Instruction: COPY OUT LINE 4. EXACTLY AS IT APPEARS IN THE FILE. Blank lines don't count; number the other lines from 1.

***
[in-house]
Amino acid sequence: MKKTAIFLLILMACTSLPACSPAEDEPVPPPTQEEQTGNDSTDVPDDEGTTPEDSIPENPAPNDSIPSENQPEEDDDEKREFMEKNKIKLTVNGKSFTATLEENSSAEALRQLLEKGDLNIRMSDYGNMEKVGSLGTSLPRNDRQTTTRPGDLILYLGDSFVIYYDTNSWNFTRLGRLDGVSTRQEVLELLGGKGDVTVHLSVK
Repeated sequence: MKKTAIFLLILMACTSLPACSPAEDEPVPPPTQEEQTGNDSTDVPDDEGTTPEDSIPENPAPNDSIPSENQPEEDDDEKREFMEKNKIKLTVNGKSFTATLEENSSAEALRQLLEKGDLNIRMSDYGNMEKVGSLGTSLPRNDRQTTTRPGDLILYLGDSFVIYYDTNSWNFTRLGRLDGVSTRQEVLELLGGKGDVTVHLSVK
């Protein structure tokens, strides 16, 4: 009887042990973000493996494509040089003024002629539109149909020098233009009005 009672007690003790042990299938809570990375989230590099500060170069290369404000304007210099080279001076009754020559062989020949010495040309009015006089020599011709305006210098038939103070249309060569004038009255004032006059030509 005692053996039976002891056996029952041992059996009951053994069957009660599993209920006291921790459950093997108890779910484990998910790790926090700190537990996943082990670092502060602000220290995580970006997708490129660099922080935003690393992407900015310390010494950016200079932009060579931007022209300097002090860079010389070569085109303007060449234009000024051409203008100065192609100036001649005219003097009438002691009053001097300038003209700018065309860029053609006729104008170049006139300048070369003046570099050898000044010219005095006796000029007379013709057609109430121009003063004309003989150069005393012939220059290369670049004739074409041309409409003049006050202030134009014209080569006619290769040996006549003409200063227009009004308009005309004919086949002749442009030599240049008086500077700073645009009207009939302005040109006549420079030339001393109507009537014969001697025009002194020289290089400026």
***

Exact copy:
């Protein structure tokens, strides 16, 4: 009887042990973000493996494509040089003024002629539109149909020098233009009005 009672007690003790042990299938809570990375989230590099500060170069290369404000304007210099080279001076009754020559062989020949010495040309009015006089020599011709305006210098038939103070249309060569004038009255004032006059030509 005692053996039976002891056996029952041992059996009951053994069957009660599993209920006291921790459950093997108890779910484990998910790790926090700190537990996943082990670092502060602000220290995580970006997708490129660099922080935003690393992407900015310390010494950016200079932009060579931007022209300097002090860079010389070569085109303007060449234009000024051409203008100065192609100036001649005219003097009438002691009053001097300038003209700018065309860029053609006729104008170049006139300048070369003046570099050898000044010219005095006796000029007379013709057609109430121009003063004309003989150069005393012939220059290369670049004739074409041309409409003049006050202030134009014209080569006619290769040996006549003409200063227009009004308009005309004919086949002749442009030599240049008086500077700073645009009207009939302005040109006549420079030339001393109507009537014969001697025009002194020289290089400026």